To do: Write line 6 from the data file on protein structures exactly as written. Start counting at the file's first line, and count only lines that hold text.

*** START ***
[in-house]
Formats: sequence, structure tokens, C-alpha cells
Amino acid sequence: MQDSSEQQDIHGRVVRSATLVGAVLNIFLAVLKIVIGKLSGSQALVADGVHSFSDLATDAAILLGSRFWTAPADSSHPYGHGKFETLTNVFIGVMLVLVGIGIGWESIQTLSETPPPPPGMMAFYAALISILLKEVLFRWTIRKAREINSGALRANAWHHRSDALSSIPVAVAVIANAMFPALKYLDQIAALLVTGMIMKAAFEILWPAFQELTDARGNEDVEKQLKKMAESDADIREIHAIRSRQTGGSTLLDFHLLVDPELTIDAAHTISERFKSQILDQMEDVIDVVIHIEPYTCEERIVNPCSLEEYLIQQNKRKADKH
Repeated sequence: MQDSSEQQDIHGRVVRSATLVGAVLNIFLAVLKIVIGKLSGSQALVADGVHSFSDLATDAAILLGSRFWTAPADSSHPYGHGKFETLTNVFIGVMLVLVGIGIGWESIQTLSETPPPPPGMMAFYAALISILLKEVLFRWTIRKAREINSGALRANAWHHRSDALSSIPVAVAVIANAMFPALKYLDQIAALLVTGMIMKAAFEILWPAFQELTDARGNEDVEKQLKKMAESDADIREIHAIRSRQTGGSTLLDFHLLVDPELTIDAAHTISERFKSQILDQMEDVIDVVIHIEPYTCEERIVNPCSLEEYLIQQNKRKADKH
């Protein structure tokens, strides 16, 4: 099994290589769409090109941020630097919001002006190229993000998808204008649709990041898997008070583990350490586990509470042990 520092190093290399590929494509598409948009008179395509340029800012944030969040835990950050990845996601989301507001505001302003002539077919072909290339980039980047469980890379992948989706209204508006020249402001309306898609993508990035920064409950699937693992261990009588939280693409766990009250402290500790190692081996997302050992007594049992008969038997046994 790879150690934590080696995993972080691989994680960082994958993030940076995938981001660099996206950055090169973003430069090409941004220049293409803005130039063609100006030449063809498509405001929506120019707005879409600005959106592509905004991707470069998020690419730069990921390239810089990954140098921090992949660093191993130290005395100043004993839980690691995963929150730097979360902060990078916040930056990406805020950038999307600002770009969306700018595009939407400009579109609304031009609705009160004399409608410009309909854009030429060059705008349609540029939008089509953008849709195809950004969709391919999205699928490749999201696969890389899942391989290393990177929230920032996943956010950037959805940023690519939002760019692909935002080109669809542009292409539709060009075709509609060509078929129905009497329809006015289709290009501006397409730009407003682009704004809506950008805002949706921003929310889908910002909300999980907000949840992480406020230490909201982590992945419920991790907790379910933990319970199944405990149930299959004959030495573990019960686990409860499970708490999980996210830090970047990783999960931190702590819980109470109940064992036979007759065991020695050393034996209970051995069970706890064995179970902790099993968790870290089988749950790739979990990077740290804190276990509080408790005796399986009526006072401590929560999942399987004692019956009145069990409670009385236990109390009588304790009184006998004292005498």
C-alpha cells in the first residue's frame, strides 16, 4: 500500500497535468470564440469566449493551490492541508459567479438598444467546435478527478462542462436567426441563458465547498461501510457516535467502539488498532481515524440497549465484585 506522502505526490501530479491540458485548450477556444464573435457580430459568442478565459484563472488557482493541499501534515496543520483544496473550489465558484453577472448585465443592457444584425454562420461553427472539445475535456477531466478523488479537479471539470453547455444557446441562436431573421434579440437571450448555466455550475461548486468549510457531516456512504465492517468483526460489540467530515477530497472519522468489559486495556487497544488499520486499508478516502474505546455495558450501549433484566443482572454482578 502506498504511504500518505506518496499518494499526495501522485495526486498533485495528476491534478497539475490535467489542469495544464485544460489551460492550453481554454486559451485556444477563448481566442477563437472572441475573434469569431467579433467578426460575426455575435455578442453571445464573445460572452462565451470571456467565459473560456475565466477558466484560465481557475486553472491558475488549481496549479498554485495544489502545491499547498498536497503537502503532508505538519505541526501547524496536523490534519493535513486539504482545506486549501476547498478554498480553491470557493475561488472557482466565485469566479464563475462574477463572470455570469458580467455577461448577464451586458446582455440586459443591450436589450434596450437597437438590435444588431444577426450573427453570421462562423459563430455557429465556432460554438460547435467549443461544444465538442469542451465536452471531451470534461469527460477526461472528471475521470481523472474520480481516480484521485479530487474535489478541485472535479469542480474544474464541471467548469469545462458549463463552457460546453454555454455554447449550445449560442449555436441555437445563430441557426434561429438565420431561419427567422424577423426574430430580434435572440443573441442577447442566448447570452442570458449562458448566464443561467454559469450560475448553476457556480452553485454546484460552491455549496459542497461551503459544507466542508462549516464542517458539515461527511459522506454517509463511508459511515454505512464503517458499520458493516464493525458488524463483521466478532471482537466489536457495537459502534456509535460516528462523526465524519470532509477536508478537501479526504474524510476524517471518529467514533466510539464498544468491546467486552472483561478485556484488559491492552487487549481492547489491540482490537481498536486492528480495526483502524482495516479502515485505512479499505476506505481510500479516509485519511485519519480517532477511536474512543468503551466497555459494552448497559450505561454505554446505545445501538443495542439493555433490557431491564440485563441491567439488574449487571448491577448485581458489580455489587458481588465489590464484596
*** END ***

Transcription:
C-alpha cells in the first residue's frame, strides 16, 4: 500500500497535468470564440469566449493551490492541508459567479438598444467546435478527478462542462436567426441563458465547498461501510457516535467502539488498532481515524440497549465484585 506522502505526490501530479491540458485548450477556444464573435457580430459568442478565459484563472488557482493541499501534515496543520483544496473550489465558484453577472448585465443592457444584425454562420461553427472539445475535456477531466478523488479537479471539470453547455444557446441562436431573421434579440437571450448555466455550475461548486468549510457531516456512504465492517468483526460489540467530515477530497472519522468489559486495556487497544488499520486499508478516502474505546455495558450501549433484566443482572454482578 502506498504511504500518505506518496499518494499526495501522485495526486498533485495528476491534478497539475490535467489542469495544464485544460489551460492550453481554454486559451485556444477563448481566442477563437472572441475573434469569431467579433467578426460575426455575435455578442453571445464573445460572452462565451470571456467565459473560456475565466477558466484560465481557475486553472491558475488549481496549479498554485495544489502545491499547498498536497503537502503532508505538519505541526501547524496536523490534519493535513486539504482545506486549501476547498478554498480553491470557493475561488472557482466565485469566479464563475462574477463572470455570469458580467455577461448577464451586458446582455440586459443591450436589450434596450437597437438590435444588431444577426450573427453570421462562423459563430455557429465556432460554438460547435467549443461544444465538442469542451465536452471531451470534461469527460477526461472528471475521470481523472474520480481516480484521485479530487474535489478541485472535479469542480474544474464541471467548469469545462458549463463552457460546453454555454455554447449550445449560442449555436441555437445563430441557426434561429438565420431561419427567422424577423426574430430580434435572440443573441442577447442566448447570452442570458449562458448566464443561467454559469450560475448553476457556480452553485454546484460552491455549496459542497461551503459544507466542508462549516464542517458539515461527511459522506454517509463511508459511515454505512464503517458499520458493516464493525458488524463483521466478532471482537466489536457495537459502534456509535460516528462523526465524519470532509477536508478537501479526504474524510476524517471518529467514533466510539464498544468491546467486552472483561478485556484488559491492552487487549481492547489491540482490537481498536486492528480495526483502524482495516479502515485505512479499505476506505481510500479516509485519511485519519480517532477511536474512543468503551466497555459494552448497559450505561454505554446505545445501538443495542439493555433490557431491564440485563441491567439488574449487571448491577448485581458489580455489587458481588465489590464484596